Nomadic Community Living in a Bus in New York City

I hit the road at 17, just kind of wanted
to do my own thing. My mom calls me her Gypsy Child. In order to live in these
different places I’ve had to live very economically and I found that living in
RVs, sailboats, buses have all been very cheap and affordable and made my gypsy
life possible. I’ve lived in seven sailboats, six RVs, and now one bus so
total of fourteen mobile homes in my lifetime so far. It’s definitely a
lifestyle that fits my, fits my life. I mean I’ve always been mobile and to be
able to bring my house with me everywhere I go, it’s kind of an amazing
thing. It’s not gonna end. I’m already looking at my next sailboat so. So this is Becky. She’s a 2000
international school bus that we’ve converted into our home/Airbnb. Bus
is pretty plain right now, very white, but we actually have a graffiti artist
who’s coming out and he’s going to paint an awesome mural that has our logo on it.
We call ourselves the Long Haulers. Some damage that we had apparently from a
gunshot when it was in service in the Bronx. Right now we’re parked underneath
the overpass of Riverside Drive in New York City. We picked this spot because
it’s kind of incognito. We try and stay as under the radar as possible and the
parking was just great, fits us and our vehicles. Some tips for finding parking
in the city definitely would be try and find something away from apartment
buildings and residences. You tend to get a lot of flack from people when they see
you living in your house. I don’t know if it’s jealousy because they’re paying
$1,400 a month for their small studio and we’re parked right out front on the
same street for next to nothing. We parked next to a construction site
because there’s absolutely nobody here except for the construction workers
during the day and also we have a little bit of shelter under the bridge here for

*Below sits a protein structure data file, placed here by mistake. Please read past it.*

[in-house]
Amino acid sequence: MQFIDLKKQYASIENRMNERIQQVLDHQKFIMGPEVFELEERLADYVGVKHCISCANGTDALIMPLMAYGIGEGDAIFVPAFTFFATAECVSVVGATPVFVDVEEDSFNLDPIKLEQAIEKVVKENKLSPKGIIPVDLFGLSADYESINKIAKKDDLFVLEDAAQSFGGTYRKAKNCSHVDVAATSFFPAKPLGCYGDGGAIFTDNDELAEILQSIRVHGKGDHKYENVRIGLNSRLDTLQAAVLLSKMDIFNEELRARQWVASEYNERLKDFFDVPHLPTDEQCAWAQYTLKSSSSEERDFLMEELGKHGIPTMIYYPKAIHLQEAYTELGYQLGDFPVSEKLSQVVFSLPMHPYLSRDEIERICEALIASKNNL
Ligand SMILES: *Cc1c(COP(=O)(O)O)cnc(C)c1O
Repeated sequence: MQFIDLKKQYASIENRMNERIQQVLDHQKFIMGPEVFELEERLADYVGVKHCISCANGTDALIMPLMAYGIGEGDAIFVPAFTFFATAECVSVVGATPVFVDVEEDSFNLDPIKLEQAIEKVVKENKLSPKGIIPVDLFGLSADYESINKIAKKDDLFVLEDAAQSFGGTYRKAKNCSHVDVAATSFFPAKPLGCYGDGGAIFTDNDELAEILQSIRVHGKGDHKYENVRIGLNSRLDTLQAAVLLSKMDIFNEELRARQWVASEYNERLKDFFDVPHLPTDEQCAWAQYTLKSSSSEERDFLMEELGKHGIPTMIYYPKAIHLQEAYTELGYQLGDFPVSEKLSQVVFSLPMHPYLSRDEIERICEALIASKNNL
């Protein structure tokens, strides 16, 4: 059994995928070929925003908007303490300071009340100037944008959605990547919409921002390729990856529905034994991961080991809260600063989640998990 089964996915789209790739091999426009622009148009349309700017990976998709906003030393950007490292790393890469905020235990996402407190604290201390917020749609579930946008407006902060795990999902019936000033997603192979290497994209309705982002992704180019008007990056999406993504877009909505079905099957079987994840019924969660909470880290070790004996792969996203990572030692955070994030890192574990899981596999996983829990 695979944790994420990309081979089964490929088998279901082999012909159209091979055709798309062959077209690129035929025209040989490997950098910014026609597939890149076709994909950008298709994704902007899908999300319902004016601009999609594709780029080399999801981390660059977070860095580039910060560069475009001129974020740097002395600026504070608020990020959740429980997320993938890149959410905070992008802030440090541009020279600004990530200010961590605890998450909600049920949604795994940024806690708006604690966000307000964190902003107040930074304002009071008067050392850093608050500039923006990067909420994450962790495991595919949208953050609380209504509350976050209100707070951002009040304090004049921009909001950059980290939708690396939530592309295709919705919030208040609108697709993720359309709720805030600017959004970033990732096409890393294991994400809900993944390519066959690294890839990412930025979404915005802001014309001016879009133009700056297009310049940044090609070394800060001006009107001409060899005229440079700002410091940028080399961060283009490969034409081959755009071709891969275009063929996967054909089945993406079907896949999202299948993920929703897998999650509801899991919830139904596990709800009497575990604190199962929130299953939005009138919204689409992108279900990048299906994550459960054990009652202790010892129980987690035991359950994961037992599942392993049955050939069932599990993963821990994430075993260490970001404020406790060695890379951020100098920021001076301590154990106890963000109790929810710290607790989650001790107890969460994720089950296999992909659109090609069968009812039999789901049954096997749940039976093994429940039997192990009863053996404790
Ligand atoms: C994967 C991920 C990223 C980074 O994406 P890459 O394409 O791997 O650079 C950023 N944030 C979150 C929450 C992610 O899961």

the snow, which when the snow piles on the roof it gets pretty dang cold.
Turns the bus into a freezer so that’s pretty much the outside why don’t we go
inside and take a look? Right when you walk in, you see we kind
of have like our storage closet, keeps kind of all of our stuff. Also our two
solar panels there that kind of keep the batteries charged and keep us with power.
We have the closet behind me. Mostly the girls keep all their stuff in here, you
see we’ve got a few things here and there mixed in, but the girls keep all their
stuff in here. The boys we share the dresser and also some under storage
under the sofa as well. We have what we lovingly call The Perch. This is where
either Jen or Cara normally sleep and then under we have more storage, mainly
the girls again, they like to have a lot of stuff so there’s a whole section here
for storage for the girls and then also all of the important things that run the
bus. We call this the garage. It’s got the generator, it’s got the gas tank. This
runs all of our heat and everything for the bus so it’s a 30 pound propane tank
it lasts us about a week depending on how cold it is. And the hose just kind
of runs under the carpet here over to our heater. Like I’ve been saying we do
have television, we have Roku, we have you know everything that you kind of have at
home. This is the heater which keeps the bus warm. It’s a simple gas heater that we
bought at one of the hardware stores here in town. Got our dishes for our
cooking then of course I’ve got the breakfast set up for our Airbnb guests.
I’ve got cereals and oatmeals and teas and coffees and hot chocolate and all
that good stuff. This is generally the bed that the Airbnb guests get. It